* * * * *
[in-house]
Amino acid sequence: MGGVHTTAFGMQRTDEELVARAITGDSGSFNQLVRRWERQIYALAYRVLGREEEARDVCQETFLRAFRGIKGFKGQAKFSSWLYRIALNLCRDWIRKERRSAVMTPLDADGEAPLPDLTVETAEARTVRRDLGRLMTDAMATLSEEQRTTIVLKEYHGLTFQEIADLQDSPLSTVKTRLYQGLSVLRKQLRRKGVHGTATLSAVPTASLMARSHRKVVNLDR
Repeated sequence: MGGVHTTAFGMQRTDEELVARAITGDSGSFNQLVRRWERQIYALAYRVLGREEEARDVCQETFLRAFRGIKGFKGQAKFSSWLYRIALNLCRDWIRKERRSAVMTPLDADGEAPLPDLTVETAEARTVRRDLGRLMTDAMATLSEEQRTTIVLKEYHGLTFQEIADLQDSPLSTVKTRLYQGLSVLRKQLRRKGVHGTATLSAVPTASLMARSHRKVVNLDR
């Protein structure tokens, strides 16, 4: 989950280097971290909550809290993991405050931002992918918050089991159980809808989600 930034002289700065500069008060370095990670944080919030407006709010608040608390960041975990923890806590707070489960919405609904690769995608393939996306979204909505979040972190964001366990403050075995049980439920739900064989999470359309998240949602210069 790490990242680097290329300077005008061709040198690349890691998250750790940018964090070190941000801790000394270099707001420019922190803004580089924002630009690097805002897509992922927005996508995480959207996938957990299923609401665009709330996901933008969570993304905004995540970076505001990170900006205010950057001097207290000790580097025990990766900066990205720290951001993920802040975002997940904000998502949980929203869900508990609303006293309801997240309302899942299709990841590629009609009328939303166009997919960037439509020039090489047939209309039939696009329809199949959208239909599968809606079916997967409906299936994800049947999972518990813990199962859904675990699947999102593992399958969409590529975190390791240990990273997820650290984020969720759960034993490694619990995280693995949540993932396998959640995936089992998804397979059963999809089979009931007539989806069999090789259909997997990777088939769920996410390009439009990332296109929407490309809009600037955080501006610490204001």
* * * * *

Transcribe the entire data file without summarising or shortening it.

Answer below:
[in-house]
Amino acid sequence: MGGVHTTAFGMQRTDEELVARAITGDSGSFNQLVRRWERQIYALAYRVLGREEEARDVCQETFLRAFRGIKGFKGQAKFSSWLYRIALNLCRDWIRKERRSAVMTPLDADGEAPLPDLTVETAEARTVRRDLGRLMTDAMATLSEEQRTTIVLKEYHGLTFQEIADLQDSPLSTVKTRLYQGLSVLRKQLRRKGVHGTATLSAVPTASLMARSHRKVVNLDR
Repeated sequence: MGGVHTTAFGMQRTDEELVARAITGDSGSFNQLVRRWERQIYALAYRVLGREEEARDVCQETFLRAFRGIKGFKGQAKFSSWLYRIALNLCRDWIRKERRSAVMTPLDADGEAPLPDLTVETAEARTVRRDLGRLMTDAMATLSEEQRTTIVLKEYHGLTFQEIADLQDSPLSTVKTRLYQGLSVLRKQLRRKGVHGTATLSAVPTASLMARSHRKVVNLDR
């Protein structure tokens, strides 16, 4: 989950280097971290909550809290993991405050931002992918918050089991159980809808989600 930034002289700065500069008060370095990670944080919030407006709010608040608390960041975990923890806590707070489960919405609904690769995608393939996306979204909505979040972190964001366990403050075995049980439920739900064989999470359309998240949602210069 790490990242680097290329300077005008061709040198690349890691998250750790940018964090070190941000801790000394270099707001420019922190803004580089924002630009690097805002897509992922927005996508995480959207996938957990299923609401665009709330996901933008969570993304905004995540970076505001990170900006205010950057001097207290000790580097025990990766900066990205720290951001993920802040975002997940904000998502949980929203869900508990609303006293309801997240309302899942299709990841590629009609009328939303166009997919960037439509020039090489047939209309039939696009329809199949959208239909599968809606079916997967409906299936994800049947999972518990813990199962859904675990699947999102593992399958969409590529975190390791240990990273997820650290984020969720759960034993490694619990995280693995949540993932396998959640995936089992998804397979059963999809089979009931007539989806069999090789259909997997990777088939769920996410390009439009990332296109929407490309809009600037955080501006610490204001």